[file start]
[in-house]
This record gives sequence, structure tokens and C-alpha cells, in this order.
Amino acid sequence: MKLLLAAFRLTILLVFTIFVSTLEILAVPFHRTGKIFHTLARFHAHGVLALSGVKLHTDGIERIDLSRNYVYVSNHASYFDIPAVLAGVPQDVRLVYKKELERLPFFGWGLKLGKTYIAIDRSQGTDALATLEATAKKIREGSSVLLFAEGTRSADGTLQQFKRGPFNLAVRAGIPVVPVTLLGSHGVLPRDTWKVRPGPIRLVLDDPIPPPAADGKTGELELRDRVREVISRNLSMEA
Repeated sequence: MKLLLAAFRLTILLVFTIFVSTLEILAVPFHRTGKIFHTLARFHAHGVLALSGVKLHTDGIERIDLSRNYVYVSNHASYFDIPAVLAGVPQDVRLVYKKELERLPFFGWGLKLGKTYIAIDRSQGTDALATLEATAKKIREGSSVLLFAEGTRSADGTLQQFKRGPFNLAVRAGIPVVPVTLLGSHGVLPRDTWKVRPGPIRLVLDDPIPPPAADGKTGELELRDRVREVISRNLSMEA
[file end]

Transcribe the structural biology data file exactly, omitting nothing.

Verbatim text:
[in-house]
This record gives sequence, structure tokens and C-alpha cells, in this order.
Amino acid sequence: MKLLLAAFRLTILLVFTIFVSTLEILAVPFHRTGKIFHTLARFHAHGVLALSGVKLHTDGIERIDLSRNYVYVSNHASYFDIPAVLAGVPQDVRLVYKKELERLPFFGWGLKLGKTYIAIDRSQGTDALATLEATAKKIREGSSVLLFAEGTRSADGTLQQFKRGPFNLAVRAGIPVVPVTLLGSHGVLPRDTWKVRPGPIRLVLDDPIPPPAADGKTGELELRDRVREVISRNLSMEA
Repeated sequence: MKLLLAAFRLTILLVFTIFVSTLEILAVPFHRTGKIFHTLARFHAHGVLALSGVKLHTDGIERIDLSRNYVYVSNHASYFDIPAVLAGVPQDVRLVYKKELERLPFFGWGLKLGKTYIAIDRSQGTDALATLEATAKKIREGSSVLLFAEGTRSADGTLQQFKRGPFNLAVRAGIPVVPVTLLGSHGVLPRDTWKVRPGPIRLVLDDPIPPPAADGKTGELELRDRVREVISRNLSMEA